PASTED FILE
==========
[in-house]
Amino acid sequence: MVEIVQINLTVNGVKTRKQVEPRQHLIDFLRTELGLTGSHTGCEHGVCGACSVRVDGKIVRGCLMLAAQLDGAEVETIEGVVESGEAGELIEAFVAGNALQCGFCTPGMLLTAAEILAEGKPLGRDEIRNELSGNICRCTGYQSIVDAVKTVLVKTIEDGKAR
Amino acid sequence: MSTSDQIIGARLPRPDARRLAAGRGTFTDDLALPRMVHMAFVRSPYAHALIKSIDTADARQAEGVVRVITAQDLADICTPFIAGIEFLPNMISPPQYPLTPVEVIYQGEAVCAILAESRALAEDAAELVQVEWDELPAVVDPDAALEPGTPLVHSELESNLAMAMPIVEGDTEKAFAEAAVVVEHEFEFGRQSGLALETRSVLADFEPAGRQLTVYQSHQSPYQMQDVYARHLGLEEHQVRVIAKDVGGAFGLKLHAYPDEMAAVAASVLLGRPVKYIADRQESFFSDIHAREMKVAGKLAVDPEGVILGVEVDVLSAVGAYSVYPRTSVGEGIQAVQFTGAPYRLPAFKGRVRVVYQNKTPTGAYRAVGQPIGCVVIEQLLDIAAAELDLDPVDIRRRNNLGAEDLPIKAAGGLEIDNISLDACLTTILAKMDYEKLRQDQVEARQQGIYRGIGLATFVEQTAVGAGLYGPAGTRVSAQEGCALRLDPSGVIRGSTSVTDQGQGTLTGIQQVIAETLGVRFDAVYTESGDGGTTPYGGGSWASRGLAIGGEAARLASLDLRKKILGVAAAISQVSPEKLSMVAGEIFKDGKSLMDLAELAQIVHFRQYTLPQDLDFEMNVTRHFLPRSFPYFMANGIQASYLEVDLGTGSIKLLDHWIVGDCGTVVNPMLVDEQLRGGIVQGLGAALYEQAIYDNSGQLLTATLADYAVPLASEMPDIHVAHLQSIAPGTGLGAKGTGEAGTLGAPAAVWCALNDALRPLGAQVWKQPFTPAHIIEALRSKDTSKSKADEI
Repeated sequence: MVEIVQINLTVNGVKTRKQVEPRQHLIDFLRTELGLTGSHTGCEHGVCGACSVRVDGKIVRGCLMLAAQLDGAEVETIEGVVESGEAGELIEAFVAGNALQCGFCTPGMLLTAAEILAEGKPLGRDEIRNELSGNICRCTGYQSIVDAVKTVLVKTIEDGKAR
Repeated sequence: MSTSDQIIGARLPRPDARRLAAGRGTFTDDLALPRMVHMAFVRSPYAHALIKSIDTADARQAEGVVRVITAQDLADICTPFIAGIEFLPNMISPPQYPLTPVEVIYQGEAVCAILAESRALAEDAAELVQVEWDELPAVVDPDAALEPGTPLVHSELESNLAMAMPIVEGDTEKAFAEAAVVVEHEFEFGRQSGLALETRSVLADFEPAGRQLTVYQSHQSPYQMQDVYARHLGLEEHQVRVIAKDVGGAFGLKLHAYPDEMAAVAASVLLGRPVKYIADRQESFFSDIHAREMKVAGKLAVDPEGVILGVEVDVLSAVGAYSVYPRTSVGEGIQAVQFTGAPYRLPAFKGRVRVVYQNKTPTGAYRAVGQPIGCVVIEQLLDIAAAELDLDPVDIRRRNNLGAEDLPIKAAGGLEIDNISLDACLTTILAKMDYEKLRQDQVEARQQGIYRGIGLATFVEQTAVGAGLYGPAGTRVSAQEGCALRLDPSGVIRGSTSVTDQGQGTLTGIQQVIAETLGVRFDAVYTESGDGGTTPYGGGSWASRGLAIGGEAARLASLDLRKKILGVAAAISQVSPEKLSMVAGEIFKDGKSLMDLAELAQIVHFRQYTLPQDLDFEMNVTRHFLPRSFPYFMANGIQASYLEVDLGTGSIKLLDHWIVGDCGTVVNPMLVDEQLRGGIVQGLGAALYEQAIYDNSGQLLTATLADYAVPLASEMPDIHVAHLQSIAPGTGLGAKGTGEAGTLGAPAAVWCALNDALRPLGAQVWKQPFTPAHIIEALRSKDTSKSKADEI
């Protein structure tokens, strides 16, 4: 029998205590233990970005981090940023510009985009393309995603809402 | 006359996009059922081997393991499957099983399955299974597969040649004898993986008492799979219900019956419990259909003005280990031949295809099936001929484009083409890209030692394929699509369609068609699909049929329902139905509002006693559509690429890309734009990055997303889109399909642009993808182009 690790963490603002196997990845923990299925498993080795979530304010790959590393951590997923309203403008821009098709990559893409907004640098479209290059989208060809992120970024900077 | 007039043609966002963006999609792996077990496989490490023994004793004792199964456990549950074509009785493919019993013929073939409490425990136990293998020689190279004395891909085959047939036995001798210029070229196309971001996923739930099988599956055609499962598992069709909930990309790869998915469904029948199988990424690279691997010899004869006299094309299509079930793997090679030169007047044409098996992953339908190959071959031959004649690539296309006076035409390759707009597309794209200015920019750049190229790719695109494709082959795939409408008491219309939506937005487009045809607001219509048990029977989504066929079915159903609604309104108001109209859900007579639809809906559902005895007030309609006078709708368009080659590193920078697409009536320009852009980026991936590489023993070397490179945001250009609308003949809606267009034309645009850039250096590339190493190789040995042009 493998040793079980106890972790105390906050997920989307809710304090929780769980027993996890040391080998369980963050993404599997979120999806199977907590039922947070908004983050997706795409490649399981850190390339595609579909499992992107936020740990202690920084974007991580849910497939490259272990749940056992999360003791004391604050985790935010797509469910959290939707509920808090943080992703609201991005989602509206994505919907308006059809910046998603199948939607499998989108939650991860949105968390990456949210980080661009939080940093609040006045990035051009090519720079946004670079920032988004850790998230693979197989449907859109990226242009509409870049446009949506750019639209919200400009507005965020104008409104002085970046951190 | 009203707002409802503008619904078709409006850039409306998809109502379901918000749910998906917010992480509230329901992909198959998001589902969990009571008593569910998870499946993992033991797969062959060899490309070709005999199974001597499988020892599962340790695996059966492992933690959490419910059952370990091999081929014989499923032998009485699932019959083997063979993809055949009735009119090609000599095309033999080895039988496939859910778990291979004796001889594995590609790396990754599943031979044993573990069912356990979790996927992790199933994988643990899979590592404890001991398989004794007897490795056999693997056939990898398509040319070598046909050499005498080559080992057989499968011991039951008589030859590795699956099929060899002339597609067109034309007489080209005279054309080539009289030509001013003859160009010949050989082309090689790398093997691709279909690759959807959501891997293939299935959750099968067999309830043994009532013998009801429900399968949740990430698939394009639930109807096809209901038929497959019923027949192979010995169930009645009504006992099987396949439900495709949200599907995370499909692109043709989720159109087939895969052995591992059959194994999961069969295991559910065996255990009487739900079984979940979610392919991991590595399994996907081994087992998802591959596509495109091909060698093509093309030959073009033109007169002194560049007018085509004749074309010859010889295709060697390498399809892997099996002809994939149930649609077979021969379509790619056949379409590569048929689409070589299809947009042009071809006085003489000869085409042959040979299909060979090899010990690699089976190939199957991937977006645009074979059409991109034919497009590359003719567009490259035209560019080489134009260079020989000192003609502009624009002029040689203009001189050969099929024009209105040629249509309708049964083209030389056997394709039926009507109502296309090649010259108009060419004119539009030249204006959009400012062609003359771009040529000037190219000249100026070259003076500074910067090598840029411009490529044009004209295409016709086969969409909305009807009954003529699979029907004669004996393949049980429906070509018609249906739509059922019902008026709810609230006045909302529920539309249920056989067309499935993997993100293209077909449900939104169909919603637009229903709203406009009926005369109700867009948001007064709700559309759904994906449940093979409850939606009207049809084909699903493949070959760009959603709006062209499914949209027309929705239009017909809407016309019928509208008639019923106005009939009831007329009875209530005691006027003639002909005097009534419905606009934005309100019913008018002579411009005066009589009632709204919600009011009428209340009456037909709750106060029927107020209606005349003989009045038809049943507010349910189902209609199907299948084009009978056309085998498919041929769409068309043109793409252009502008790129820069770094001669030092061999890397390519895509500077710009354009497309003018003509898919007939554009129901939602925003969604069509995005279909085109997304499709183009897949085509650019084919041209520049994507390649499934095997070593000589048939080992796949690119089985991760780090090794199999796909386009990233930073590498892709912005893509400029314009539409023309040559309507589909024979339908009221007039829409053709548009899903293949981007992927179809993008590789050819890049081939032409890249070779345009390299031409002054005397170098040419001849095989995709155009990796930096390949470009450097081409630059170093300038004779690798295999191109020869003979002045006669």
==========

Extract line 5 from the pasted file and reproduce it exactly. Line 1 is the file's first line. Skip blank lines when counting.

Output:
Repeated sequence: MSTSDQIIGARLPRPDARRLAAGRGTFTDDLALPRMVHMAFVRSPYAHALIKSIDTADARQAEGVVRVITAQDLADICTPFIAGIEFLPNMISPPQYPLTPVEVIYQGEAVCAILAESRALAEDAAELVQVEWDELPAVVDPDAALEPGTPLVHSELESNLAMAMPIVEGDTEKAFAEAAVVVEHEFEFGRQSGLALETRSVLADFEPAGRQLTVYQSHQSPYQMQDVYARHLGLEEHQVRVIAKDVGGAFGLKLHAYPDEMAAVAASVLLGRPVKYIADRQESFFSDIHAREMKVAGKLAVDPEGVILGVEVDVLSAVGAYSVYPRTSVGEGIQAVQFTGAPYRLPAFKGRVRVVYQNKTPTGAYRAVGQPIGCVVIEQLLDIAAAELDLDPVDIRRRNNLGAEDLPIKAAGGLEIDNISLDACLTTILAKMDYEKLRQDQVEARQQGIYRGIGLATFVEQTAVGAGLYGPAGTRVSAQEGCALRLDPSGVIRGSTSVTDQGQGTLTGIQQVIAETLGVRFDAVYTESGDGGTTPYGGGSWASRGLAIGGEAARLASLDLRKKILGVAAAISQVSPEKLSMVAGEIFKDGKSLMDLAELAQIVHFRQYTLPQDLDFEMNVTRHFLPRSFPYFMANGIQASYLEVDLGTGSIKLLDHWIVGDCGTVVNPMLVDEQLRGGIVQGLGAALYEQAIYDNSGQLLTATLADYAVPLASEMPDIHVAHLQSIAPGTGLGAKGTGEAGTLGAPAAVWCALNDALRPLGAQVWKQPFTPAHIIEALRSKDTSKSKADEI